Online florist uses analytics to cultivate customer relationships, grow profits

Why should a prominent florist establishment be so interested in business analytics?

Ask the folk at 1-800-Flowers.com Inc. and they would give you many good reasons.

Better customer relations, lower costs and increased profits – are just a few of them.

Headquartered in Long Island, N.Y., 1-800-Flowers is an online and phone merchant that sells fresh flowers, plants, gift baskets, gourmet foods and more to customers the world over.

As the company’s operations and clientele grew, staying current with customer tastes and buyer profiles became a challenge.

“How does an old guy keep up?” asked Jim McCann, founder and CEO of 1-800-FLOWERS.COM, INC., who has seen his business expand exponentially since he opened his first retail store in 1976.

To assist with this task of “keeping up”, in 2003, the company deployed a customer relationship management (CRM) application from Cary, N.C.-based SAS Inc.

Among other things, the new application helped 1-800-FLOWERS to quickly record and analyze buyer profiles – a critical capability given the nature of its business.

“The better we know who our customers are, the more relevant we can make communication [with them],” said Aaron Cano, the company’s vice-president of customer knowledge and marketing planning.

He said this inside knowledge of customer needs helps the company better target its products, determine what “specials” to offer, and do much more.

The SAS tool also minimizes the element of speculation – allowing 1-800-FLOWERS to plan its sales and marketing strategies based on an understanding of real customer needs.

“After all, we can sit here and make business decisions based on what products we think we should offer, but that’s not going to fly,” said Cano. “We need to understand customers – offering baskets to people who like baskets, and tulips to people who like tulips.”

The tool has also worked wonders for the company’s marketing initiatives.

E-mail campaigns are an effective way 1-800-FLOWERS reaches out to its customer base. A campaign may include as many as 15 – 20 different types of messages – each tailored to the needs of a specific customer group.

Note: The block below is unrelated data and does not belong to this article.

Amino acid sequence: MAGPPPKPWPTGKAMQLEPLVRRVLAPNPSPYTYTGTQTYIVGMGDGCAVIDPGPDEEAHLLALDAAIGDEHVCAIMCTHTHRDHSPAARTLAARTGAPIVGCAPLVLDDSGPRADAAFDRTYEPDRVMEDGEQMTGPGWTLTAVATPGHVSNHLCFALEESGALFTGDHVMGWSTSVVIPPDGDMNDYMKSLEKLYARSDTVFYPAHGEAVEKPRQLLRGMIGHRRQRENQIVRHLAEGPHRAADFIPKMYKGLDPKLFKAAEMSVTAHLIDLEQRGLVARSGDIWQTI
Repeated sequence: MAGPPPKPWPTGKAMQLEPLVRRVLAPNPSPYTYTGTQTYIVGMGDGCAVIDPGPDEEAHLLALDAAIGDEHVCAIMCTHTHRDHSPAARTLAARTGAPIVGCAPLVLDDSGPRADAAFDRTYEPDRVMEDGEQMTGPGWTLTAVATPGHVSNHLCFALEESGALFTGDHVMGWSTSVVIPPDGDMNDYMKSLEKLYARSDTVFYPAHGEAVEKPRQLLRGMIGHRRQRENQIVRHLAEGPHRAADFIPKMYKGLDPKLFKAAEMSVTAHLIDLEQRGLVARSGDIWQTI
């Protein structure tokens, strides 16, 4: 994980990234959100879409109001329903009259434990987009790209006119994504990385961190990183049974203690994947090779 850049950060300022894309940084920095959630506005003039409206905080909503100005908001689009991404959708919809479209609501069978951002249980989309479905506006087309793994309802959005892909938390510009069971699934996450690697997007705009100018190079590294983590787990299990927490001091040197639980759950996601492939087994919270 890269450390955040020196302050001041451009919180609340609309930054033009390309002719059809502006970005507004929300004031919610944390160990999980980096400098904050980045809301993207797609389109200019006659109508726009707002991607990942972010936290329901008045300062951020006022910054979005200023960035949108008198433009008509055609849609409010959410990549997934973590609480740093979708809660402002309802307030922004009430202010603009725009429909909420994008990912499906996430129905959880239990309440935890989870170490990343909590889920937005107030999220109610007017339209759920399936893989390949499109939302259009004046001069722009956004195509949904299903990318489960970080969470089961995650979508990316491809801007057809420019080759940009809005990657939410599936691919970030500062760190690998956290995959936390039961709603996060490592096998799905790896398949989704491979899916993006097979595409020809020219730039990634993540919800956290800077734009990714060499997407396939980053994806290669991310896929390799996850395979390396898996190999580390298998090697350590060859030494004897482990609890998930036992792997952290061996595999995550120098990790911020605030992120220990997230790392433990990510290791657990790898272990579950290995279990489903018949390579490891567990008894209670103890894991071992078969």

If people get generic messages that don’t apply to them, they’ll get annoyed, Cano noted.

Based on the data provided by SAS analytics, the firm can also intelligently determine which customers should receive e-mail updates and who should get a catalogue.

This ultimately leads to saved costs as it enables the firm to optimize spending across various channels. “From a financial perspective, we aren’t spending as much, but receiving a higher return,” Cano said.

All these capabilities are crucial to business success, he said, especially today with the fierce competition in the retail florist industry.

Cano said the company’s traditional business strengths – operational efficiency and 24/7 shipping – are no longer enough.  

In fact the focus at 1-800-FLOWERS has shifted from operational details to personalized customer service – based on key information obtained from the analytics tool.

And this shift has paid off – big time.

In the very first year that it deployed the tool, the company’s total revenues increased 7.5 per and online revenues, 13 per cent.

Cano says 1-800-FLOWERS has also seen loyalty increase over the years, and insights that analytics has provided his company will work to its advantage in rocky economic times.

In fact, the role that business intelligence can play in an economic crisis was the key motif at the SAS Premier Business Leadership Series 2008 held at Las Vegas recently.

Analytics can make a difference in today’s economy, where credit is an operational risk, said Jim Davis, chief marketing officer, SAS. “You can attempt to weather the storm, but this might be a Category 5 [and] weathering may not be enough.”

And experts agree that using analytics to drive intelligent decisions also involves human qualities – such as resourcefulness and creativity.

McCann, for instance, views analytics as an artful application of science.

This view is echoed by Tom Davenport, professor of IT and management at Babson College, and one of the speakers at the SAS Conference.

There is an art to making decisions, said Davenport, who is co-author of Competing on Analytics: The New Science of Winning.

He said science is dispassionate analysis – using computers, data and statistics – while art uses intuition, creativity and insight.  

SAS CEO Jim Goodnight said companies should look for ways to set themselves up for opportunities when the current financial storm clears, and they’ve got to demand results in months, not years.

It’s important now, more than ever, he said, to allow customers to use this slow growth period to optimize some of their processes around customer intelligence.

Underlying the latest economic meltdown, he said, was a bad data problem, and CEOs on Wall St. were not aware of what they were dealing with.

Goodnight said companies are interested in using the vast amounts of data they collect, and analytics is now being used where its never really been used before – from welfare fraud to determining which tax returns should be audited.

SAS offers an ASP model, particularly for smaller businesses, and expects to do $50-60 million in ASP work this year.

At the conference, SAS announced SAS for Mobile Interaction to help improve customer intimacy in the mobile device world, created in cooperation with mobile content enablers.

The idea is to bring predictive analytics to mobile marketers to improve results, particularly in tough economic times.

It connects customer and marketing intelligence with interactive multimedia messaging execution, allowing for customized promotions, customer feedback, dynamic preloads, intelligent offers and social networking.

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